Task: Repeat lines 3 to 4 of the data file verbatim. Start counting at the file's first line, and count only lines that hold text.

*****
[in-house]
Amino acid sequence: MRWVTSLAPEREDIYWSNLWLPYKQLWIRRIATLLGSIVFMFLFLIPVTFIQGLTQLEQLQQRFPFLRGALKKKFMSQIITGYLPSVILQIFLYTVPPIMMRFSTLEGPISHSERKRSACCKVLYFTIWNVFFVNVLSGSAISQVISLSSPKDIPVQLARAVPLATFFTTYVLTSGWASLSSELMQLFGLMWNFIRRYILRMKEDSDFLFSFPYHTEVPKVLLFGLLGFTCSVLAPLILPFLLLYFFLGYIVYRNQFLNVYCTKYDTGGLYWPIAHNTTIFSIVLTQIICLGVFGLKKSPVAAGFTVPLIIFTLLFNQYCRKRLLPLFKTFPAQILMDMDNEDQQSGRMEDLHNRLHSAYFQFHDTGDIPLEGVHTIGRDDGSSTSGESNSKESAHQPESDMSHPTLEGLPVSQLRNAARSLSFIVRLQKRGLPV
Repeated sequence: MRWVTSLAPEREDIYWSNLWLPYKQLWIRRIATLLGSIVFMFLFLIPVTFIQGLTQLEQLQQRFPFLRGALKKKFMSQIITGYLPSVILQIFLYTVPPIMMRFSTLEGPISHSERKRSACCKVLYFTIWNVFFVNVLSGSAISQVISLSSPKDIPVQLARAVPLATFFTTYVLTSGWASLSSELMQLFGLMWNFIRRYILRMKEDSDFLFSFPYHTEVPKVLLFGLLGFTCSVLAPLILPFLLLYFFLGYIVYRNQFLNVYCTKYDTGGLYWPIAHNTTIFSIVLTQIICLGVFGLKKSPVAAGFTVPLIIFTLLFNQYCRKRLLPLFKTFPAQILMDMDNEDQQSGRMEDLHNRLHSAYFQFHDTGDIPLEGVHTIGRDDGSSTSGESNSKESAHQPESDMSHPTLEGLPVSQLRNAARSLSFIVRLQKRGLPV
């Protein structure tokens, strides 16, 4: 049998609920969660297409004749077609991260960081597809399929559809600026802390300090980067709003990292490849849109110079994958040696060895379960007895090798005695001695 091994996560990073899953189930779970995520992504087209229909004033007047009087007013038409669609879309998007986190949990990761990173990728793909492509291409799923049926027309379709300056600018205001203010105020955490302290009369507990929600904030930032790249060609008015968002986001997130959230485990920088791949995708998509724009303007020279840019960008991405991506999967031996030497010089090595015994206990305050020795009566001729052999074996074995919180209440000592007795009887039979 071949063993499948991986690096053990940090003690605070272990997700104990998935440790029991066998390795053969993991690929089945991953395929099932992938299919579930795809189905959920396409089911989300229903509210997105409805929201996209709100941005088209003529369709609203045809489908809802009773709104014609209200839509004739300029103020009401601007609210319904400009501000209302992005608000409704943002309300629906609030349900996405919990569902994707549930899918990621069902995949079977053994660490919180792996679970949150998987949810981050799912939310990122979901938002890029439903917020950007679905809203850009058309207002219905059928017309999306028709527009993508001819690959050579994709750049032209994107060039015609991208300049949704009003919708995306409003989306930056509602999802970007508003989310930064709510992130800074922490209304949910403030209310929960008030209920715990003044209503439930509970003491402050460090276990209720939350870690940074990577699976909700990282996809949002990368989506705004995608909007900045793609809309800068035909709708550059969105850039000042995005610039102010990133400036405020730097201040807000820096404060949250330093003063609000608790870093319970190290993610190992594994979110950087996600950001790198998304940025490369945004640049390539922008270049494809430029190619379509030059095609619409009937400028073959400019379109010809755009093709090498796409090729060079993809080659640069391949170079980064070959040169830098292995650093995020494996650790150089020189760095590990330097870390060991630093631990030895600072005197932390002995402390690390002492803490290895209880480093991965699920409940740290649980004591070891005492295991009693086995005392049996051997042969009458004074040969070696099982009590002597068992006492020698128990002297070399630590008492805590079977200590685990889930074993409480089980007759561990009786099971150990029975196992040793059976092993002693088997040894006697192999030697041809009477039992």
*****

Repeated sequence: MRWVTSLAPEREDIYWSNLWLPYKQLWIRRIATLLGSIVFMFLFLIPVTFIQGLTQLEQLQQRFPFLRGALKKKFMSQIITGYLPSVILQIFLYTVPPIMMRFSTLEGPISHSERKRSACCKVLYFTIWNVFFVNVLSGSAISQVISLSSPKDIPVQLARAVPLATFFTTYVLTSGWASLSSELMQLFGLMWNFIRRYILRMKEDSDFLFSFPYHTEVPKVLLFGLLGFTCSVLAPLILPFLLLYFFLGYIVYRNQFLNVYCTKYDTGGLYWPIAHNTTIFSIVLTQIICLGVFGLKKSPVAAGFTVPLIIFTLLFNQYCRKRLLPLFKTFPAQILMDMDNEDQQSGRMEDLHNRLHSAYFQFHDTGDIPLEGVHTIGRDDGSSTSGESNSKESAHQPESDMSHPTLEGLPVSQLRNAARSLSFIVRLQKRGLPV
């Protein structure tokens, strides 16, 4: 049998609920969660297409004749077609991260960081597809399929559809600026802390300090980067709003990292490849849109110079994958040696060895379960007895090798005695001695 091994996560990073899953189930779970995520992504087209229909004033007047009087007013038409669609879309998007986190949990990761990173990728793909492509291409799923049926027309379709300056600018205001203010105020955490302290009369507990929600904030930032790249060609008015968002986001997130959230485990920088791949995708998509724009303007020279840019960008991405991506999967031996030497010089090595015994206990305050020795009566001729052999074996074995919180209440000592007795009887039979 071949063993499948991986690096053990940090003690605070272990997700104990998935440790029991066998390795053969993991690929089945991953395929099932992938299919579930795809189905959920396409089911989300229903509210997105409805929201996209709100941005088209003529369709609203045809489908809802009773709104014609209200839509004739300029103020009401601007609210319904400009501000209302992005608000409704943002309300629906609030349900996405919990569902994707549930899918990621069902995949079977053994660490919180792996679970949150998987949810981050799912939310990122979901938002890029439903917020950007679905809203850009058309207002219905059928017309999306028709527009993508001819690959050579994709750049032209994107060039015609991208300049949704009003919708995306409003989306930056509602999802970007508003989310930064709510992130800074922490209304949910403030209310929960008030209920715990003044209503439930509970003491402050460090276990209720939350870690940074990577699976909700990282996809949002990368989506705004995608909007900045793609809309800068035909709708550059969105850039000042995005610039102010990133400036405020730097201040807000820096404060949250330093003063609000608790870093319970190290993610190992594994979110950087996600950001790198998304940025490369945004640049390539922008270049494809430029190619379509030059095609619409009937400028073959400019379109010809755009093709090498796409090729060079993809080659640069391949170079980064070959040169830098292995650093995020494996650790150089020189760095590990330097870390060991630093631990030895600072005197932390002995402390690390002492803490290895209880480093991965699920409940740290649980004591070891005492295991009693086995005392049996051997042969009458004074040969070696099982009590002597068992006492020698128990002297070399630590008492805590079977200590685990889930074993409480089980007759561990009786099971150990029975196992040793059976092993002693088997040894006697192999030697041809009477039992």